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What They Told Us: Reviewing Last Week’s Key Polls - Week Ending May 6, 2017

Saturday, May 06, 2017

The unemployment rate on Friday fell to a 10-year low, but Americans still suspect there’s more to be done.

College graduation season is upon us, but 71% think the new graduates will have a hard time finding a job. However, just 29% believe they have marketable skills.

Of course, it doesn’t help that many graduates are coming out of schools where Americans suspect free speech is a thing of the past. It’s tough to deal with challenges in the workplace if you can’t deal with challenges to your own opinions.

President Trump is proposing the biggest overhaul of the U.S. tax code in decades. Voters agree cutting taxes is a good economic move but worry the president and Congress may cut too much.

The United States has the highest corporate tax rate in the developed world. While voters tend to favor cutting it, they are evenly divided over Trump’s plan to cut the corporate tax rate by over half.

Voters are more receptive to the president’s proposal to kill the federal “death tax” and to eliminate most income tax deductions in exchange for a higher initial standard deduction. But they draw the line at ending all deductions in exchange for lower tax rates.

Trump earned a monthly job approval rating of 47% in April, down one point from March. At week’s end, his daily job approval stood at 46%.

One hundred days into Trump’s presidency, voters are almost evenly divided over whether they miss President Obama. Seventy-eight percent (78%) still think it’s likely that Trump will reverse or abolish most of Obama’s accomplishments.

The House on Thursday repealed and replaced some of the key provisions in Obamacare, although prospects for passage of the changes by the Senate are not good. Still, just 18% of voters want to leave the health care law as is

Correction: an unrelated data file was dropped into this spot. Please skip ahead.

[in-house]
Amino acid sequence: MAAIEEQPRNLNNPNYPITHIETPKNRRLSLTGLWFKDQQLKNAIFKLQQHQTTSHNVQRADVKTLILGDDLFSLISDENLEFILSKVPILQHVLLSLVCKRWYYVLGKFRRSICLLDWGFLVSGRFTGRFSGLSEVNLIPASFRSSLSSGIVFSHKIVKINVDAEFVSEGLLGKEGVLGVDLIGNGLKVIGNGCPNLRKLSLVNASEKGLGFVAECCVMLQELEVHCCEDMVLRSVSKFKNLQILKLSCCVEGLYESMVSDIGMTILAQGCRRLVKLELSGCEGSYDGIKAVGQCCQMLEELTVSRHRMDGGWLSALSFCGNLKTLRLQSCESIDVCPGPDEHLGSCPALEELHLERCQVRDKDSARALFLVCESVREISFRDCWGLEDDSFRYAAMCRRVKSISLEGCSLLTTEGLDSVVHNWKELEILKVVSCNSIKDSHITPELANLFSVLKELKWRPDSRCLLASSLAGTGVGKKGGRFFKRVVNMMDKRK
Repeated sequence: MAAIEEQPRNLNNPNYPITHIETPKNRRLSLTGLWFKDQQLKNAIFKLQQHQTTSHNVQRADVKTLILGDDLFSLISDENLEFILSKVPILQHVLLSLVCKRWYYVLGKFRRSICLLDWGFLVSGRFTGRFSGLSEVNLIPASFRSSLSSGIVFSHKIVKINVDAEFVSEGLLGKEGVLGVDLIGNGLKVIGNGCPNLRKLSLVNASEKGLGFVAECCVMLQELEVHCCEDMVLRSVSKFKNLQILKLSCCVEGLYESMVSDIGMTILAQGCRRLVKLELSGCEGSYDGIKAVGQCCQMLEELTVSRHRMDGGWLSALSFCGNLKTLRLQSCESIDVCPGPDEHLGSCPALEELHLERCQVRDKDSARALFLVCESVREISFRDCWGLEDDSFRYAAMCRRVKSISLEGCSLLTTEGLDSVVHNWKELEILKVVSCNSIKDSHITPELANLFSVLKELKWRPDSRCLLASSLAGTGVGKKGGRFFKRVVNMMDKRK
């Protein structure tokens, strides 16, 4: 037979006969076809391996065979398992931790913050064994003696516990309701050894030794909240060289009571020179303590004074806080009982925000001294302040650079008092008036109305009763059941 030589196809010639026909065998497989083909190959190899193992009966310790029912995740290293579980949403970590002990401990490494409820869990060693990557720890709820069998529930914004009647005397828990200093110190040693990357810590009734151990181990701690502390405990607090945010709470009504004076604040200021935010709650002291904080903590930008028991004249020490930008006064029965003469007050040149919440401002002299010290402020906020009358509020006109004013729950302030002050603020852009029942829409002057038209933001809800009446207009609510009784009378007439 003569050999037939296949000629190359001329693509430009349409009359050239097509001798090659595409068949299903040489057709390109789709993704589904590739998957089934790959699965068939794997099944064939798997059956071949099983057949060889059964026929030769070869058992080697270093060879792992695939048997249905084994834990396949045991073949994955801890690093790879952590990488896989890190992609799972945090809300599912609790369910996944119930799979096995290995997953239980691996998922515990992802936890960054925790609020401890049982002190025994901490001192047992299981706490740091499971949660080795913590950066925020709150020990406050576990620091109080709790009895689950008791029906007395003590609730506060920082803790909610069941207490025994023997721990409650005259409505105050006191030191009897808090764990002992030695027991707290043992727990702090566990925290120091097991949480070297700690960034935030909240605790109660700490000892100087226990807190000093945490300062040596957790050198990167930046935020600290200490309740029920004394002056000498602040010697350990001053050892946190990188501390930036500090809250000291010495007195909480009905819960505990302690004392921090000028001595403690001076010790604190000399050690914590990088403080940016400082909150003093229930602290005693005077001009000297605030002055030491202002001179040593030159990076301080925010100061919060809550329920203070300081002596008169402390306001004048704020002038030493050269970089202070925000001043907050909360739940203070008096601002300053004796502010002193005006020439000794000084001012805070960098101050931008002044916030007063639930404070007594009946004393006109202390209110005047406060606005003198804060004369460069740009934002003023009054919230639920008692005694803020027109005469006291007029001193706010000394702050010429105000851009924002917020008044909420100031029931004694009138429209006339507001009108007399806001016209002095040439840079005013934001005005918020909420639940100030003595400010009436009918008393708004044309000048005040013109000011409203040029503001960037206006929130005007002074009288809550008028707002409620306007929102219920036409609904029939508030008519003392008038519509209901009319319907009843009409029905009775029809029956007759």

The federal government owns over one-quarter of the land in the United States, and Obama added a half-billion acres to that total in the closing days of his presidency. Trump is giving Obama’s last-minute land grab back. One-in-three voters (34%) think the government already owns too much land, while 18% say it doesn’t own enough.

Most voters don’t trust political polls and tend to think pollsters are out to block Trump’s agenda.

We told you last November that Real Clear Politics’ review of the findings of the top pollsters in the country showed that Rasmussen Reports called the 2016 presidential election right. Now another independent look at the highly criticized polling of the Trump-Clinton race, this time by the American Research Group, confirms that Rasmussen Reports was the most accurate pollster in the final survey before Election Day

Voter attitudes about pollsters parallel Rasmussen Reports’ findings over the years about the news media. Forty-four percent (44%) believe most reporters are trying to block Trump from passing his agenda. By comparison, 48% said most reporters were trying to help Obama pass his agenda in 2010.

The biggest story of Trump’s first 100 days as president may be the war he’s engaged in with what he calls the “fake media.” 

A plurality (44%) of voters continues to believe the average reporter is more liberal than they are. Just 17% say that reporter is more conservative, while 24% view the average reporter as about the same as themselves ideologically. These perceptions have changed little over the years.

Voters strongly consider North Korea a danger to the United States and tend to support the president’s tough response to that country’s aggressive nuclear weapons program.

Just 31% of Americans, however, think most of their fellow countrymen can locate North Korea on a map.

In other surveys last week:

-- Thirty-eight percent (38%) of voters say the United States is headed in the right direction.

-- Voters believe the nation’s stock of nuclear weapons is crucial to its national security and don’t want to reduce it.

-- The Kentucky Derby is scheduled to be run today, but most Americans aren’t planning to watch the famous horse race.

Visit the Rasmussen Reports home page for the latest current polling coverage of events in the news. The page is updated several times each day.

Remember, if it's in the news, it's in our polls.

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